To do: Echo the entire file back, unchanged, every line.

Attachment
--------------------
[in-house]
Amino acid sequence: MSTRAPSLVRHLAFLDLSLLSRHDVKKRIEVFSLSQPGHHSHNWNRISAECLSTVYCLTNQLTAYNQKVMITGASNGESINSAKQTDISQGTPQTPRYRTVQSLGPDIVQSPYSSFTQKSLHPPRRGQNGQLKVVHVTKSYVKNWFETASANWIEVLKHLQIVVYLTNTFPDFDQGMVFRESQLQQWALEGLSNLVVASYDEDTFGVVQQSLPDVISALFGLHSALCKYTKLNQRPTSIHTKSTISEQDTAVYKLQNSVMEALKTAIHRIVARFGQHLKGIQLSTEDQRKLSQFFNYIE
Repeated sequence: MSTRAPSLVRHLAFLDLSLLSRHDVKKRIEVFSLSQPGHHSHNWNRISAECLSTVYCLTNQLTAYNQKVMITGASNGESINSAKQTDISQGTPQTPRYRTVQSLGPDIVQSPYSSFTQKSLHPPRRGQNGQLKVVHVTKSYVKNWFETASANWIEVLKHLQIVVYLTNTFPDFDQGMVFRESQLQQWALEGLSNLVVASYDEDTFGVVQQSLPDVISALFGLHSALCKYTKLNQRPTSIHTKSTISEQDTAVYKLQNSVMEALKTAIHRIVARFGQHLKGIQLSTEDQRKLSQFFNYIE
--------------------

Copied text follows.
[in-house]
Amino acid sequence: MSTRAPSLVRHLAFLDLSLLSRHDVKKRIEVFSLSQPGHHSHNWNRISAECLSTVYCLTNQLTAYNQKVMITGASNGESINSAKQTDISQGTPQTPRYRTVQSLGPDIVQSPYSSFTQKSLHPPRRGQNGQLKVVHVTKSYVKNWFETASANWIEVLKHLQIVVYLTNTFPDFDQGMVFRESQLQQWALEGLSNLVVASYDEDTFGVVQQSLPDVISALFGLHSALCKYTKLNQRPTSIHTKSTISEQDTAVYKLQNSVMEALKTAIHRIVARFGQHLKGIQLSTEDQRKLSQFFNYIE
Repeated sequence: MSTRAPSLVRHLAFLDLSLLSRHDVKKRIEVFSLSQPGHHSHNWNRISAECLSTVYCLTNQLTAYNQKVMITGASNGESINSAKQTDISQGTPQTPRYRTVQSLGPDIVQSPYSSFTQKSLHPPRRGQNGQLKVVHVTKSYVKNWFETASANWIEVLKHLQIVVYLTNTFPDFDQGMVFRESQLQQWALEGLSNLVVASYDEDTFGVVQQSLPDVISALFGLHSALCKYTKLNQRPTSIHTKSTISEQDTAVYKLQNSVMEALKTAIHRIVARFGQHLKGIQLSTEDQRKLSQFFNYIE